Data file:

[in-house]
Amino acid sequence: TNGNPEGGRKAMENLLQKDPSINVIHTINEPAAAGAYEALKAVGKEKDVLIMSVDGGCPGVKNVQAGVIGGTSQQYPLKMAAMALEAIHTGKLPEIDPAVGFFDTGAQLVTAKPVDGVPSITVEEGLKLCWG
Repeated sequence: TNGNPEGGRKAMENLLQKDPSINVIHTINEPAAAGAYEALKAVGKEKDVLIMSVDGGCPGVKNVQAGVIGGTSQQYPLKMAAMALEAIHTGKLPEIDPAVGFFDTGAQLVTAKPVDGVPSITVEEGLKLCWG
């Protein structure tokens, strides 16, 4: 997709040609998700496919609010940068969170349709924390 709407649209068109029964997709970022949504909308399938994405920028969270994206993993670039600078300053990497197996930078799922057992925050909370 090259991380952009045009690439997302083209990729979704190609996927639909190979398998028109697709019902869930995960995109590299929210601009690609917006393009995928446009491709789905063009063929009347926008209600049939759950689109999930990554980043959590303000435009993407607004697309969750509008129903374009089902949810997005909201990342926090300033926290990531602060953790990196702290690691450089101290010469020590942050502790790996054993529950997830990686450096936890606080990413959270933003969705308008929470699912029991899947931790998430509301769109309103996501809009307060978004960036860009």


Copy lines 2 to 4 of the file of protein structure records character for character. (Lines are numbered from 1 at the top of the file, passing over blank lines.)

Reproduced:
Amino acid sequence: TNGNPEGGRKAMENLLQKDPSINVIHTINEPAAAGAYEALKAVGKEKDVLIMSVDGGCPGVKNVQAGVIGGTSQQYPLKMAAMALEAIHTGKLPEIDPAVGFFDTGAQLVTAKPVDGVPSITVEEGLKLCWG
Repeated sequence: TNGNPEGGRKAMENLLQKDPSINVIHTINEPAAAGAYEALKAVGKEKDVLIMSVDGGCPGVKNVQAGVIGGTSQQYPLKMAAMALEAIHTGKLPEIDPAVGFFDTGAQLVTAKPVDGVPSITVEEGLKLCWG
């Protein structure tokens, strides 16, 4: 997709040609998700496919609010940068969170349709924390 709407649209068109029964997709970022949504909308399938994405920028969270994206993993670039600078300053990497197996930078799922057992925050909370 090259991380952009045009690439997302083209990729979704190609996927639909190979398998028109697709019902869930995960995109590299929210601009690609917006393009995928446009491709789905063009063929009347926008209600049939759950689109999930990554980043959590303000435009993407607004697309969750509008129903374009089902949810997005909201990342926090300033926290990531602060953790990196702290690691450089101290010469020590942050502790790996054993529950997830990686450096936890606080990413959270933003969705308008929470699912029991899947931790998430509301769109309103996501809009307060978004960036860009």